What I Learned From My Own Divorce

February 23, 2022

Dear Divorce Coach: 

I’m thinking about divorce a lot. Since you are divorced, what perspective can you offer, professionally and personally, about it?

– Contemplating Divorce Newbie 

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Dear Contemplating Divorce Newbie, 

I’ve been doing this work full-time for about seven years now and although I’ve shared bits and pieces over time about my own experience, I haven’t put it all down in one place. Although I can’t suggest my own experience is universal, nor have I any interest in sharing all the details, I do think there is value in a community experience of shared awareness. I can face both my success and failures, I think, with the passing of time and experience.

My own divorce, and ultimately my experience of having a new and blended family, informs every step of the journey I take with my clients. I have been there, and I have done the work of figuring out a better path for me and, I hope, for my children too. I have created a system of incremental progress and decision-making for my clients based on hard-won lessons in my own life. It isn’t easy, ever, but sometimes it can be made simpler too. I want my clients to see, as soon as they can, how to take these steps for their own success and their child(ren)’s happiness. They can do better for themselves and their family by learning from my mistakes and successes. But my story is just that: it’s mine. However, I do think there are a few themes that are critical to any divorce process, and you should reflect prior to making any decisions about it, for sure. In that light, I’ve pulled together some of the key tenants I know for sure about divorce to share with you:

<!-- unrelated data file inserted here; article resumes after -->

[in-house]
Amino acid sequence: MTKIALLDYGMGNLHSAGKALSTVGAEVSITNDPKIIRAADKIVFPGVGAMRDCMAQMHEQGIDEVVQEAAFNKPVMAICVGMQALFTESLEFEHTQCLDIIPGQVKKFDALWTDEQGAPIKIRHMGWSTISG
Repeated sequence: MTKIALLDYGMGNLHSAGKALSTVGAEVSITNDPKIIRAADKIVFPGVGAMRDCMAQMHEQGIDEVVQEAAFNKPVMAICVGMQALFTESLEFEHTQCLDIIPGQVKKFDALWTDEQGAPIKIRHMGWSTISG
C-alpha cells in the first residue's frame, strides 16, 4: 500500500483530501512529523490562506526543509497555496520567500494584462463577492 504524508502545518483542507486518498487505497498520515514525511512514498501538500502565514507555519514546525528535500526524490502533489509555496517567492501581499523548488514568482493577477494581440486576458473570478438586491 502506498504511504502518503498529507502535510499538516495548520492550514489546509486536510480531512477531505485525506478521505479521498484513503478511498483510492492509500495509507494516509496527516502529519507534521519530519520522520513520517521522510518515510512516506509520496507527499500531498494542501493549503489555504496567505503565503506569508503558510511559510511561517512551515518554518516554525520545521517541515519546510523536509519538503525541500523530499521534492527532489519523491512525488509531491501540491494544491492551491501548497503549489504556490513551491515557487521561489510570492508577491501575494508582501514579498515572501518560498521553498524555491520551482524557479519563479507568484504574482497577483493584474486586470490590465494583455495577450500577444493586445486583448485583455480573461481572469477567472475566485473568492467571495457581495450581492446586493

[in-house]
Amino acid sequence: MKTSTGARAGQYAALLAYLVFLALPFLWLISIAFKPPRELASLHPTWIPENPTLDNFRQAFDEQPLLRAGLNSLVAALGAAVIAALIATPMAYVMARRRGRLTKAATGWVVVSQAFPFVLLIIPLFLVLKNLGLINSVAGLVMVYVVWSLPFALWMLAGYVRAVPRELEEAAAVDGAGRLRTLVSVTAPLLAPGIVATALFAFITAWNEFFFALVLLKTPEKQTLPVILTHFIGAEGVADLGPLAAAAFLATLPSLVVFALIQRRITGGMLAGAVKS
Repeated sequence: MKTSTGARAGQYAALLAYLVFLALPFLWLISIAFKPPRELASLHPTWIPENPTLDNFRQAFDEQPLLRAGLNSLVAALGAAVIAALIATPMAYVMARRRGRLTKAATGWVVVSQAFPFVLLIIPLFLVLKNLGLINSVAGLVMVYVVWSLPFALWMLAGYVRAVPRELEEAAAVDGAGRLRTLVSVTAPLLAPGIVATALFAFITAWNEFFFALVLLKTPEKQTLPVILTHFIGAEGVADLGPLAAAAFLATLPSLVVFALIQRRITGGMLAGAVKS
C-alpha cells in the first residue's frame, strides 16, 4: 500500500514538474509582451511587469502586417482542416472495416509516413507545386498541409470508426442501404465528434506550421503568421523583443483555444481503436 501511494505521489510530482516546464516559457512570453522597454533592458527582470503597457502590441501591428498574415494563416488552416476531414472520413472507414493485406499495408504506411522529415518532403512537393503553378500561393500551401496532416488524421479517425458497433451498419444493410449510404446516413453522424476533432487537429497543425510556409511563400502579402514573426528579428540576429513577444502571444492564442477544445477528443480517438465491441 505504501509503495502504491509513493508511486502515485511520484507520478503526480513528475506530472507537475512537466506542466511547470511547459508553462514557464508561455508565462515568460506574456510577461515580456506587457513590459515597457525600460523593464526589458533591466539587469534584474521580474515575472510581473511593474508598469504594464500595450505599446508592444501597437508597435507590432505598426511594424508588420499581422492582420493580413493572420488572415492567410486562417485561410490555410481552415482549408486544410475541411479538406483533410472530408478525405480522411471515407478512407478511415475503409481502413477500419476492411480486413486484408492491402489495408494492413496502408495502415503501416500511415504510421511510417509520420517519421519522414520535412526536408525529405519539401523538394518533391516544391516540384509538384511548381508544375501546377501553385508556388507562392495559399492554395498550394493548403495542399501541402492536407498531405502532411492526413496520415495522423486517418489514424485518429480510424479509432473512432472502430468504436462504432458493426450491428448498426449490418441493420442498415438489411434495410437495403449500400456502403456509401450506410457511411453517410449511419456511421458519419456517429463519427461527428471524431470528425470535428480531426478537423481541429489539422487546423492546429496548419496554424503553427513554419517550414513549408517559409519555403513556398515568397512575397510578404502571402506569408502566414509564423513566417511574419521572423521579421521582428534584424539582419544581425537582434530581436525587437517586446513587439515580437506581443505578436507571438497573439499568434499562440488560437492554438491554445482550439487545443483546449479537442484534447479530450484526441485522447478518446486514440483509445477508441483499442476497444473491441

Financial and Legal Awareness and Planning Is Critical for Your Success

Whether you want a divorce or are told you are getting one, your financial awareness is critical to your success. If you didn’t have a hand in the finances previously, do it now. You should find a trusted financial advisor who can help you create a budget, project your financial future and who can work in conjunction with a legal advisor you hire to make sure you are able to negotiate fairly. This is simple but not always easy. Don’t allow difficult emotions to keep you from gaining the knowledge you need to succeed. Whether you were the instigator of divorce or surprised by it, you now have a responsibility to yourself and your children to learn what you need to succeed post-divorce. With the right tools, you can thrive no matter how difficult the experience now.